ALDE’s Guy Verhofstadt, despite being an especially egregious example of inveterate EU-federasty, couldn’t have been clearer about as how fatuous the EU would label Cameron’s idea that a meaningful renegotiation would be accommodated: Germany’s Guido Westerwelle was no less explicit in saying that the direction of any future changes in the EU will be towards more centralisation, not less: “We need more, not less, EU integration, more decided in Brussels, not countries cherry-picking” he stated. Cameron will get meaningless, cosmetic, crumbs at most. Would he really risk the humiliation of an In-Out referendum on such thin fare?
Cameron’s strategy also depends on the EU’s own evolvement into a fully-fledged fiscal, economic and political union by his deadline of 2017/18. Yet anyone with only the most passing knowledge of the EU knows that constitutional development in the Union proceeds at a snail’s pace: the crisis of the euro itself has been going since 2008, and it’s hardly anywhere a resolution of that after 5 years. Is it in any way realistic to bank on the shape of a future EU to be ready for negotiation about the UK’s relationship with it in 4 years’ time? If the EU vacillates as per usual, his much-vaunted renegotiation cannot even commence. This is the strategy’s second get-out clause.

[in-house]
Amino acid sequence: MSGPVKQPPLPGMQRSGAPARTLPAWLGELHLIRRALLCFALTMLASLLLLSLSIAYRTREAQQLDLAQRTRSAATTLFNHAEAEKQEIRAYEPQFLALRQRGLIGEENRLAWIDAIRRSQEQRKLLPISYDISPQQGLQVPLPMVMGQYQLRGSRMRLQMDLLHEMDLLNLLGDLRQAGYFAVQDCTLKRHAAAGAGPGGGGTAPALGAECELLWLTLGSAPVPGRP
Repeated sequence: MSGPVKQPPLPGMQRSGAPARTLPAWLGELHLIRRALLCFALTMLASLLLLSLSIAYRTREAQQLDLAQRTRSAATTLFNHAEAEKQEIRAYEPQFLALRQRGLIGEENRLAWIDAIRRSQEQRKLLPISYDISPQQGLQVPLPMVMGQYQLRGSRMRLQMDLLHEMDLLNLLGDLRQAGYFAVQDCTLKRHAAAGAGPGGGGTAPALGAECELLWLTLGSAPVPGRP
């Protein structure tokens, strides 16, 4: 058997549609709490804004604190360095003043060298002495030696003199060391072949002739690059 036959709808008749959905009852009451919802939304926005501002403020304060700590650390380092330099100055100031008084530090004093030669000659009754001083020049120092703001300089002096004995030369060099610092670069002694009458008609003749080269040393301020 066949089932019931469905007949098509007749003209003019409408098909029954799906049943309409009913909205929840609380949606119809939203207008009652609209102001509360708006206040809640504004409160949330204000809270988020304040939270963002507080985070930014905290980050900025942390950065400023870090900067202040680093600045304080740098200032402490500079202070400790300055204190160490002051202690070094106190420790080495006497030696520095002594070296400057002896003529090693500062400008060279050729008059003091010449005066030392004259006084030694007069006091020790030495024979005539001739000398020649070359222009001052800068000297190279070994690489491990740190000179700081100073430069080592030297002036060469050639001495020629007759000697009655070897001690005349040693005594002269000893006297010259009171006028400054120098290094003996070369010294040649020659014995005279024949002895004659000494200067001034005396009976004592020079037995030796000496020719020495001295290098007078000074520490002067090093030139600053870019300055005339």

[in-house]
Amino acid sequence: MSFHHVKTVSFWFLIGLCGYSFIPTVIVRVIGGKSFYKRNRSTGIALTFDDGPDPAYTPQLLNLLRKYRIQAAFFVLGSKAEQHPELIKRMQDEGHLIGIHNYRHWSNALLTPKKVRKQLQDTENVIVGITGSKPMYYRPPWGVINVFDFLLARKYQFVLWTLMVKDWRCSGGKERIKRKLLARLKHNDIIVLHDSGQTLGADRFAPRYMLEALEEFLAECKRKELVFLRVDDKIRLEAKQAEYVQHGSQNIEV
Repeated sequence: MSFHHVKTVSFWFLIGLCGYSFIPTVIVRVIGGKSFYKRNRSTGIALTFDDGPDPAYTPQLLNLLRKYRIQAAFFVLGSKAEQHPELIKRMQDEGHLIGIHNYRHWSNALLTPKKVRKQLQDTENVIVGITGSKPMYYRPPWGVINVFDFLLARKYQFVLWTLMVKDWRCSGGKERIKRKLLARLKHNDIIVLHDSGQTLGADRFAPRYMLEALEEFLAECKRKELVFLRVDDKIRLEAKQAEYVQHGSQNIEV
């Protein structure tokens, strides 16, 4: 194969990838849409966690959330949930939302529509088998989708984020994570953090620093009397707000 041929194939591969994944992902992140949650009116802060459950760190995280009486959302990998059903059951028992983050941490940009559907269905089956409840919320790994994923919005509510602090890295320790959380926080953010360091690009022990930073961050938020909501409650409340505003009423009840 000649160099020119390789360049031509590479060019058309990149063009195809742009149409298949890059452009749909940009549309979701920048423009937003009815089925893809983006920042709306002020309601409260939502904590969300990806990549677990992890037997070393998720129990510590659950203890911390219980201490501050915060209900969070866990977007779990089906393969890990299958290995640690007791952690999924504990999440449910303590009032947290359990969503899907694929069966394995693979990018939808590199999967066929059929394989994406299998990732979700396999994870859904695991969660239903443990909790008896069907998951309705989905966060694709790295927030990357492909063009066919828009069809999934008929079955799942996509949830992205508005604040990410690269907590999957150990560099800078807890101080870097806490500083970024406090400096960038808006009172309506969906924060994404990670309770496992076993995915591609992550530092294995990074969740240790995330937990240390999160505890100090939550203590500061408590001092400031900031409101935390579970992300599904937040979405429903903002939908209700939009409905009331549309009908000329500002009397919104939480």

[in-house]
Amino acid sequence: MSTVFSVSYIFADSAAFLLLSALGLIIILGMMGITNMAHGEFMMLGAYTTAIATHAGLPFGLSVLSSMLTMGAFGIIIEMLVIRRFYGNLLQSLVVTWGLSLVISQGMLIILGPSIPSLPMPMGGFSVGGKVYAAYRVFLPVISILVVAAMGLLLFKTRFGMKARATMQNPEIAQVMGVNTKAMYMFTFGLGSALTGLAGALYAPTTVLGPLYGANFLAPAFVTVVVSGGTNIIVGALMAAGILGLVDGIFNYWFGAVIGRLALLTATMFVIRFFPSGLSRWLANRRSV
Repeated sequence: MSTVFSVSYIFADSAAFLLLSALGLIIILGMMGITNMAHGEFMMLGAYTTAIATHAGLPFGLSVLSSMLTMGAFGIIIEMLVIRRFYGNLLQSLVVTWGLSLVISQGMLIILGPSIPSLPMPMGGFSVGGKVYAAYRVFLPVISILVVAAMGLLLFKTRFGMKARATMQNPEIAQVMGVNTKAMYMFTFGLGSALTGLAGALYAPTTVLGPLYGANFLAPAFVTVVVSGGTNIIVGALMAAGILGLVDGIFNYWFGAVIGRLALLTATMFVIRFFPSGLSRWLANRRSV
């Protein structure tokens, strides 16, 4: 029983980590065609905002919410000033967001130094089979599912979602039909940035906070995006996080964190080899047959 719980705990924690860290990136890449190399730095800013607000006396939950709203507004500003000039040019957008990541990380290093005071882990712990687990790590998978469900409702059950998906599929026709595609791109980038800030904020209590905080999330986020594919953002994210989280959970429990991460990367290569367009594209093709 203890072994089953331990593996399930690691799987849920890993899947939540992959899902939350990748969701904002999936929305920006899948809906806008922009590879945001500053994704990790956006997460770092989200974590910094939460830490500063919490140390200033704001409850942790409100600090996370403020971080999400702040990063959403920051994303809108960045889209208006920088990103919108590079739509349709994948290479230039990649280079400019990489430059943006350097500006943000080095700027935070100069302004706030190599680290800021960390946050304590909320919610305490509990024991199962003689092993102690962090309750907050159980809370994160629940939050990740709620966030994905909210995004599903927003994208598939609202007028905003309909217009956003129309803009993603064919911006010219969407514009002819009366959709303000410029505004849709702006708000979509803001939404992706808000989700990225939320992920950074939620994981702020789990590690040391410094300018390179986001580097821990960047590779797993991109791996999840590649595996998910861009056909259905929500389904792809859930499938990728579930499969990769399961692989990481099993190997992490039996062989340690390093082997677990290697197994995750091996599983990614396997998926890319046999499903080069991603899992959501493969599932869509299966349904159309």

So – to summarise: Cameron surely knows he’s by no means even remotely assured of being in a position electorally to commence any kind of EU renegotiation in 2015. He surely knows, too, that equally remote is the likelihood that the EU will itself be in a position to renegotiate the position of one member-state, even on the entirely fictitious supposition that it might be inclined to entertain such a prospect anyway, as a risk to its own existence. So his commitment, entirely dependent on factors outside his control, takes on a very different hue.
It becomes a party management exercise to try and get him over the hazardous 2015 election hurdle and little more: a purely assumed-to-be-clever political stratagem to prevent accelerating defections or even a party split. Cameron’s commitment was not the construction of a Prime Minister resolved to give the UK public their long-denied democratic voice, but that of a pressured Prime Minister who thinks he has been, party-management tactics-wise, really rather clever. Because his committment will never have to be honoured – and he knows it.